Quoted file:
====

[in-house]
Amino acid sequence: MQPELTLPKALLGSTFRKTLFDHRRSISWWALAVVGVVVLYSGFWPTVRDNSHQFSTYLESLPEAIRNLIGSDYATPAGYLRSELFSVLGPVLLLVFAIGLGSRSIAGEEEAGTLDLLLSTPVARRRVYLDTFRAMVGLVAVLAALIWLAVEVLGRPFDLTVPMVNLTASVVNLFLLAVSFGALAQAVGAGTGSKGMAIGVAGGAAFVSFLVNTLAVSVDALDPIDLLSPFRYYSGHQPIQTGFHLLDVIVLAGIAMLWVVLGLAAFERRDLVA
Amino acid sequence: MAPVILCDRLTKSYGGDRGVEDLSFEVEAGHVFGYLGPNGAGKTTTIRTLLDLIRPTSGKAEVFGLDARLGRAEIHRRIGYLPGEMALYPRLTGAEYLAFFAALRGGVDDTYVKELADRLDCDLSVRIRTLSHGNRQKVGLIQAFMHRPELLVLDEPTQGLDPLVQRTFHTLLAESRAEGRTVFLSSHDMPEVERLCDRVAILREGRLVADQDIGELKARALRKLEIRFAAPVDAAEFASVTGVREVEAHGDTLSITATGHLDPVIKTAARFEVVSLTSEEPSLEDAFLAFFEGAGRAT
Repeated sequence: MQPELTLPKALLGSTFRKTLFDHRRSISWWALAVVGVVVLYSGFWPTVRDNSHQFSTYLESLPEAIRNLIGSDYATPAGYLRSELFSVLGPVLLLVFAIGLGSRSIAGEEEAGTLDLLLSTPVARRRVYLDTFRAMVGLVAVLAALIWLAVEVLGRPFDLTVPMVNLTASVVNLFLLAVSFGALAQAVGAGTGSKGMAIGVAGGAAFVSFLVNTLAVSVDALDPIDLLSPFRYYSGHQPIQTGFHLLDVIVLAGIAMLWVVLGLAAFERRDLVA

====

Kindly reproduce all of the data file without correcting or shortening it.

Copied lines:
[in-house]
Amino acid sequence: MQPELTLPKALLGSTFRKTLFDHRRSISWWALAVVGVVVLYSGFWPTVRDNSHQFSTYLESLPEAIRNLIGSDYATPAGYLRSELFSVLGPVLLLVFAIGLGSRSIAGEEEAGTLDLLLSTPVARRRVYLDTFRAMVGLVAVLAALIWLAVEVLGRPFDLTVPMVNLTASVVNLFLLAVSFGALAQAVGAGTGSKGMAIGVAGGAAFVSFLVNTLAVSVDALDPIDLLSPFRYYSGHQPIQTGFHLLDVIVLAGIAMLWVVLGLAAFERRDLVA
Amino acid sequence: MAPVILCDRLTKSYGGDRGVEDLSFEVEAGHVFGYLGPNGAGKTTTIRTLLDLIRPTSGKAEVFGLDARLGRAEIHRRIGYLPGEMALYPRLTGAEYLAFFAALRGGVDDTYVKELADRLDCDLSVRIRTLSHGNRQKVGLIQAFMHRPELLVLDEPTQGLDPLVQRTFHTLLAESRAEGRTVFLSSHDMPEVERLCDRVAILREGRLVADQDIGELKARALRKLEIRFAAPVDAAEFASVTGVREVEAHGDTLSITATGHLDPVIKTAARFEVVSLTSEEPSLEDAFLAFFEGAGRAT
Repeated sequence: MQPELTLPKALLGSTFRKTLFDHRRSISWWALAVVGVVVLYSGFWPTVRDNSHQFSTYLESLPEAIRNLIGSDYATPAGYLRSELFSVLGPVLLLVFAIGLGSRSIAGEEEAGTLDLLLSTPVARRRVYLDTFRAMVGLVAVLAALIWLAVEVLGRPFDLTVPMVNLTASVVNLFLLAVSFGALAQAVGAGTGSKGMAIGVAGGAAFVSFLVNTLAVSVDALDPIDLLSPFRYYSGHQPIQTGFHLLDVIVLAGIAMLWVVLGLAAFERRDLVA